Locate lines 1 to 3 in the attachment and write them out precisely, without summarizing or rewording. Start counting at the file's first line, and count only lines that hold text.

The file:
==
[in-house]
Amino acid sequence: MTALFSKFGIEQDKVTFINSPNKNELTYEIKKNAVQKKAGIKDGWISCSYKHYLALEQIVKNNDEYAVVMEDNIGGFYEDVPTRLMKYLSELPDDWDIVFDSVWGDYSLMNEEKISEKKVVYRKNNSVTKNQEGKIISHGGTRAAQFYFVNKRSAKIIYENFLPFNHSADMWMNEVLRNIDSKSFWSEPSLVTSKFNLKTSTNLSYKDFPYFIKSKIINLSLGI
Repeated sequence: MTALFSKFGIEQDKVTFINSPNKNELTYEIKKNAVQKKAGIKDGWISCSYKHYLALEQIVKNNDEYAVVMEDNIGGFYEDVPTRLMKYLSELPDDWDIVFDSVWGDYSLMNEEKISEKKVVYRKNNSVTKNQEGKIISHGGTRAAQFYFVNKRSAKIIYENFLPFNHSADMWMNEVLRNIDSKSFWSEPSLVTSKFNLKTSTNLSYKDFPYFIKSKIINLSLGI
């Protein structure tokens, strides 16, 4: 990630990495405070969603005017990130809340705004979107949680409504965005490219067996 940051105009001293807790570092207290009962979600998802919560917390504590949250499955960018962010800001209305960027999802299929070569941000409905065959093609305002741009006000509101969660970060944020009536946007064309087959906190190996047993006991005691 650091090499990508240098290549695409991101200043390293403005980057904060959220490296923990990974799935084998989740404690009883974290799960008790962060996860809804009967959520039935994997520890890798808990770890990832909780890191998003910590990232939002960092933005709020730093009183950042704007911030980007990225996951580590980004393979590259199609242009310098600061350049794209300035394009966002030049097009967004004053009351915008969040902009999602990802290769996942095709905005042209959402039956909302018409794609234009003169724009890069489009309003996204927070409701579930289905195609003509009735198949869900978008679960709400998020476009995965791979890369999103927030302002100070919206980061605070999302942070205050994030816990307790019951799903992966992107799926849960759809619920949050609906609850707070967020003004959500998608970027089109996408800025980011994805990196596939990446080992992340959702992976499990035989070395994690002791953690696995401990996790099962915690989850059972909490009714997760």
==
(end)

[in-house]
Amino acid sequence: MTALFSKFGIEQDKVTFINSPNKNELTYEIKKNAVQKKAGIKDGWISCSYKHYLALEQIVKNNDEYAVVMEDNIGGFYEDVPTRLMKYLSELPDDWDIVFDSVWGDYSLMNEEKISEKKVVYRKNNSVTKNQEGKIISHGGTRAAQFYFVNKRSAKIIYENFLPFNHSADMWMNEVLRNIDSKSFWSEPSLVTSKFNLKTSTNLSYKDFPYFIKSKIINLSLGI
Repeated sequence: MTALFSKFGIEQDKVTFINSPNKNELTYEIKKNAVQKKAGIKDGWISCSYKHYLALEQIVKNNDEYAVVMEDNIGGFYEDVPTRLMKYLSELPDDWDIVFDSVWGDYSLMNEEKISEKKVVYRKNNSVTKNQEGKIISHGGTRAAQFYFVNKRSAKIIYENFLPFNHSADMWMNEVLRNIDSKSFWSEPSLVTSKFNLKTSTNLSYKDFPYFIKSKIINLSLGI